Georgie Kitty

I was leaving school the other day by pushbike and as I came up the ramp, I saw a small kitten hanging around the legs of the security guard in a very affectionate manner. He was very small so I asked if there was a mother about. The security guard said that there wasn’t. I sighed… I knew what I had to do; take him home, get him cleaned up and try and find him a permanent home. I always find this one of the hardest things to do to help animals, because unlike being vegan, taking in animals that are in vulnerable situations requires quite a bit of work, investment of money and time, the fact that you have to be careful that your own animals don’t get sick from any potential illnesses the street animals might have and the worry that you might not be able to find a home for them. For us, it isn’t an option to have more pets. It’s also never a good time for an animal to need rescuing. You’ve always got to be somewhere, got something to do or you’re really tired.  However, I knew I couldn’t walk away from this. I went back into school, found a cardboard box and popped him in it. It was a funny sight. I had a backpack on, my handbag over the handle bars and this box under my arm trying to ride one handed. Luckily, I don’t live far from school. While I was riding one of my colleagues, Sally caught me up on her pushbike and asked what was in the box. She was surprised to hear me say it was a kitten! I knew she was in the market for a new kitten, but as George (as Seb would  later name him) tried to pop his head out of the box, she said she’d take him, but could not until Sunday. I couldn’t have been more pleased.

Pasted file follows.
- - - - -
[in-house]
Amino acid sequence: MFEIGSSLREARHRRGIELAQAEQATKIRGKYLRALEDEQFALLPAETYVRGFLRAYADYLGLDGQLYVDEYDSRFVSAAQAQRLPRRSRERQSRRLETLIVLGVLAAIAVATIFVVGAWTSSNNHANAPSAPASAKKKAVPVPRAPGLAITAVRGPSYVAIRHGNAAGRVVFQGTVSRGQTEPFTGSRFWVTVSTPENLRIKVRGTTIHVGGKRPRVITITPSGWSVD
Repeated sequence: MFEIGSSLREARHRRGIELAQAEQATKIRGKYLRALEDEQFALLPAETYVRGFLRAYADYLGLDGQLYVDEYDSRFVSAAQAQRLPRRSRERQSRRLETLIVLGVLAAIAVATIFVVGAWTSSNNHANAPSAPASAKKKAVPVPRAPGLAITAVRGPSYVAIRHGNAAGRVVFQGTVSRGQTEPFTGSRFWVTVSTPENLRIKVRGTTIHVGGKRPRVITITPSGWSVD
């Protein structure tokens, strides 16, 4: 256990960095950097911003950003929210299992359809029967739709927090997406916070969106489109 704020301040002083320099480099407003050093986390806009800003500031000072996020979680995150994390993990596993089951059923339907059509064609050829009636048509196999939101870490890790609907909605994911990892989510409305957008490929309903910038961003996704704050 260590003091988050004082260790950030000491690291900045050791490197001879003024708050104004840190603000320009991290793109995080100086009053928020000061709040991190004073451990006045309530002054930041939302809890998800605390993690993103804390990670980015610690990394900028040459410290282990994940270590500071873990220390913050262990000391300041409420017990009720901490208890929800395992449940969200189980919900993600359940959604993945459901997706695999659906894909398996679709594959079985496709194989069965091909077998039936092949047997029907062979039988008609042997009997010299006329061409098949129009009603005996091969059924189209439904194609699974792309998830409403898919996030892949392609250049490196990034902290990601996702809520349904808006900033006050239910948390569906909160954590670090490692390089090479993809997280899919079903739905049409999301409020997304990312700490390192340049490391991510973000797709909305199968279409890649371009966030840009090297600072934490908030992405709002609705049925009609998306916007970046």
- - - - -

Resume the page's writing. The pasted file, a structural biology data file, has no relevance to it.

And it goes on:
I got him home, broke the news to Seb and we got him settled in our second kitchen. It’s a great space for an animal holding area. Lots of light, not too hot, windows from our regular kitchen to the second one so that we can keep a close eye on him. I was still a bit grossed out to get too close to him as strays can have many diseases, mites, fleas etc. We gave him some attention and let him settle.

I had to go to school the next day, but afterwards, Sally (his new mom) and I took him to the vet. His prognosis was good. He had lots of worms (easily treatable), no mites, normal temperature, no skin fungi, dirty ears, all the normal things. The vet recommended we keep him away from other cats for a week so that any disease George might be incubating would surface before being introduced to other cats. I’ve been stung with this situation before. I brought home a stray during my university days which then gave my vaccinated cat, cat flu. My cat pulled through, but it was terrible.   Sally bought him food in readiness for Sunday. I then saw the first vet bill for the treatment. $12. I can rescue lots of kitties and puppies if it is only ging to cost that much.

We brought him back home. We’ve been playing together lots and I’ve been enjoying kitten time before he goes to Sally’s on Sunday. This experience has taught me that it isn’t that hard to take in an animal. The rewards have far outweighed the costs.

Here’s cutie pie George. 🙂


4 responses

  1. Yep, he’s the cutest and I’ll be sad to see him go. It’s true that helping this cute little thing out far outweighed any inconveniences, etc. Way to go Brighde! (but please, don’t bring in any dogs!!)

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